Gatehouse, 1900
Gatehouse, 1900 This photo of the entrance archway and gatehouse taken ca. 1900 shows the structures before time, wind and weather took their toll. The building just visible at the right side of the picture was a catholic orphanage that later moved to Parma and known today as Parmadale. Source: Cleveland Memory Project, Cleveland State University Library Special Collections
Cemetery Entrance Archway
Cemetery Entrance Archway Joseph Ireland came to Cleveland after the Civil War in 1865 and very rapidly became a renowned architect. His clients included many of the wealthiest citizens. Ireland designed some of the mansions along "Millionaire's Row" and a variety of commercial and institutional buildings. He was commissioned by the City of Cleveland to design the entrance archway at the Erie Street Cemetery. That design was used at Monroe Street Cemetery also and the entrance archway was completed in 1874. It is done in a Gothic Revival Style and is constructed of sandstone. By the time the archway was built the cemetery was known as Monroe Street Cemetery. The cemetery name is visible along the sides of the steep central arch. Creator: Alan Fodor
Gatehouse The gatehouse was designed by Cleveland architect Walter Blythe. It is one of very few remaining examples of Blythe's work in Cleveland. Designed in a Gothic Revival architectural style, its construction was completed in 1876. The building served to hold the cemetery records in a small office on the south end of the building while the much larger room on the north end was used for funerals and making burial arrangements. The building was constructed by J.D. Copperfield for the sum of $4,768.25. Materials used in the construction include sandstone, decorative sheet metal panels and slate roofing shingles. A belltower, ornamental chimney, and embellishments along the ridgeline of the roof were later damaged and removed. Creator: Alan Fodor Date: 2008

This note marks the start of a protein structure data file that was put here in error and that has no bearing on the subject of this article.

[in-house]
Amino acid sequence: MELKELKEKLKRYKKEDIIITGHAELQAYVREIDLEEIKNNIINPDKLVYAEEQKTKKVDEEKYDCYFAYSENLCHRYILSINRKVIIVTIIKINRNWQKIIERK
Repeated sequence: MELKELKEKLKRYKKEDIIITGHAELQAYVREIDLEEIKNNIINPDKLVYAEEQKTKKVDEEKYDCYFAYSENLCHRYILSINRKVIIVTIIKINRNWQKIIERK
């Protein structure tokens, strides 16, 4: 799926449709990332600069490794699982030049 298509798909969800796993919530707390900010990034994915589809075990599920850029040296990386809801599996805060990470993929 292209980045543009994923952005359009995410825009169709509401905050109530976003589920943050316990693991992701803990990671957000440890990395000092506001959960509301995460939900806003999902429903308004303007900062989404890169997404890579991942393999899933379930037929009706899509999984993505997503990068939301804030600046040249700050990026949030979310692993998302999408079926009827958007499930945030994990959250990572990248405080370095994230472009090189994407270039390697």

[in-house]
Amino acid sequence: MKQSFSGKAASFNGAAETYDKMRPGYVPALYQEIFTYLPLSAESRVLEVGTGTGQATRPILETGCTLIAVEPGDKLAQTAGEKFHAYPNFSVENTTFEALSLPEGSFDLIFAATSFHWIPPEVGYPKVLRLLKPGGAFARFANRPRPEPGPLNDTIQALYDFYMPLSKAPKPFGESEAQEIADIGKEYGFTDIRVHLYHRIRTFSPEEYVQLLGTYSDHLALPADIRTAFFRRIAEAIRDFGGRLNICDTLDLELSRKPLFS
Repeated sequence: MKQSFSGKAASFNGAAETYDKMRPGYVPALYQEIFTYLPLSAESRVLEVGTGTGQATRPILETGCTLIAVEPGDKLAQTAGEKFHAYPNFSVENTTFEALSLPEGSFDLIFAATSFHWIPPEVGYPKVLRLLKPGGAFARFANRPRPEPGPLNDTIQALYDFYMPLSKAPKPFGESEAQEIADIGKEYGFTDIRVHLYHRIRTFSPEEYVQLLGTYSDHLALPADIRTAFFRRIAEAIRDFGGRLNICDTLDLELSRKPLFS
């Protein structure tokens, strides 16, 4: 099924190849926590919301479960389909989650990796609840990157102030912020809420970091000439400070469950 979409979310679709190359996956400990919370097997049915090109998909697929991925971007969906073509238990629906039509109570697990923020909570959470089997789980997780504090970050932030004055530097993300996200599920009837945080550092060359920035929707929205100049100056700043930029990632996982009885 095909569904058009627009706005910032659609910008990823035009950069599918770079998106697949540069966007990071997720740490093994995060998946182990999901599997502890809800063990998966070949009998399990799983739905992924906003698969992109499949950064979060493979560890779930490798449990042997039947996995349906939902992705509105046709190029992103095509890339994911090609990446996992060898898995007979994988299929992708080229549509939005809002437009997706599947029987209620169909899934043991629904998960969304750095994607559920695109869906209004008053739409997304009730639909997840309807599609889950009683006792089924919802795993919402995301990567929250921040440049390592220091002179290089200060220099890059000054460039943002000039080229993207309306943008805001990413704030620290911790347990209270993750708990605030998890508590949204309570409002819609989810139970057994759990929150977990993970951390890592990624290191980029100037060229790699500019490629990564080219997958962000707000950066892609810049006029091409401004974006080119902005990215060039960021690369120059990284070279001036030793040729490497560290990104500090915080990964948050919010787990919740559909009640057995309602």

John Michael Kick Final
John Michael Kick Final The City of Cleveland organized the first city police department in 1865 following the Civil War. Upon returning from action in the Union army, John Michael Kick became a patrol officer in the fledgling department. In May of 1875 a group of thieves had come to Cleveland and were staying above a tavern near the corner of Pearl and Monroe Streets. Kick and another officer were assigned to follow the thieves when they left their hideout. The plain-clothes officers were to be followed by a larger group of policemen. Due to a mix up in communications Kick and his partner became separated from the other policemen. During pursuit of the thieves a shot was fired that struck Kick in the chest. He died two days later becoming the first Cleveland policeman to be killed in the line of duty. Source: Cleveland Police Historical Society